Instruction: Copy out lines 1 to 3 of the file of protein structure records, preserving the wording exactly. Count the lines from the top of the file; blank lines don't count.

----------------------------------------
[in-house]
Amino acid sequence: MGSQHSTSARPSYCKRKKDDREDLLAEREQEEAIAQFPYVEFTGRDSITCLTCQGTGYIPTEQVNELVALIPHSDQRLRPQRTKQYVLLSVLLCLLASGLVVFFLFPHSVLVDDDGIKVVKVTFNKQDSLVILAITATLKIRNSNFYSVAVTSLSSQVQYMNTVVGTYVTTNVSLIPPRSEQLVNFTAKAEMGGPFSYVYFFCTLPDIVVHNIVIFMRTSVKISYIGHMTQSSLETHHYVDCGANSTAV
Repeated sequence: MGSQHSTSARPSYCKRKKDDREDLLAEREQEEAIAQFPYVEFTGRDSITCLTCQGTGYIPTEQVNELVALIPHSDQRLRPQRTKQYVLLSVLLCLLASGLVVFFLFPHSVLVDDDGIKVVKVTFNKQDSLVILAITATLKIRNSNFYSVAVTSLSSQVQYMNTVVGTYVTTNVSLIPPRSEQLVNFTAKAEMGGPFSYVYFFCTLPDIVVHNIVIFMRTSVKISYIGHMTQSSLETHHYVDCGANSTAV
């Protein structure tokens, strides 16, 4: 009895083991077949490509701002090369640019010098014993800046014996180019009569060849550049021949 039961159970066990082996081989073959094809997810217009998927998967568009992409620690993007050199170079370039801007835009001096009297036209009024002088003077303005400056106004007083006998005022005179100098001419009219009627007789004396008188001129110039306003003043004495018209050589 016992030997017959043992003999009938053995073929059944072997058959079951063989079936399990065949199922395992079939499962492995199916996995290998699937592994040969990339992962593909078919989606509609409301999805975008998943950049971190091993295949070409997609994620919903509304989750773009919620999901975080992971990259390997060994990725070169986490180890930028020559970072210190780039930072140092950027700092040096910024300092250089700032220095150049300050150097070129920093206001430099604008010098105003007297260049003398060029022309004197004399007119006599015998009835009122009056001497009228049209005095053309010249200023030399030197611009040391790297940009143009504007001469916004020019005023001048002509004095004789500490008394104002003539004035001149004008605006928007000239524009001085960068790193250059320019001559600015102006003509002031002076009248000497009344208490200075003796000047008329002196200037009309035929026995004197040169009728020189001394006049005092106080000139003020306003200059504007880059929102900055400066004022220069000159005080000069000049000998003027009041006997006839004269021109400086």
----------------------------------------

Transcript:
[in-house]
Amino acid sequence: MGSQHSTSARPSYCKRKKDDREDLLAEREQEEAIAQFPYVEFTGRDSITCLTCQGTGYIPTEQVNELVALIPHSDQRLRPQRTKQYVLLSVLLCLLASGLVVFFLFPHSVLVDDDGIKVVKVTFNKQDSLVILAITATLKIRNSNFYSVAVTSLSSQVQYMNTVVGTYVTTNVSLIPPRSEQLVNFTAKAEMGGPFSYVYFFCTLPDIVVHNIVIFMRTSVKISYIGHMTQSSLETHHYVDCGANSTAV
Repeated sequence: MGSQHSTSARPSYCKRKKDDREDLLAEREQEEAIAQFPYVEFTGRDSITCLTCQGTGYIPTEQVNELVALIPHSDQRLRPQRTKQYVLLSVLLCLLASGLVVFFLFPHSVLVDDDGIKVVKVTFNKQDSLVILAITATLKIRNSNFYSVAVTSLSSQVQYMNTVVGTYVTTNVSLIPPRSEQLVNFTAKAEMGGPFSYVYFFCTLPDIVVHNIVIFMRTSVKISYIGHMTQSSLETHHYVDCGANSTAV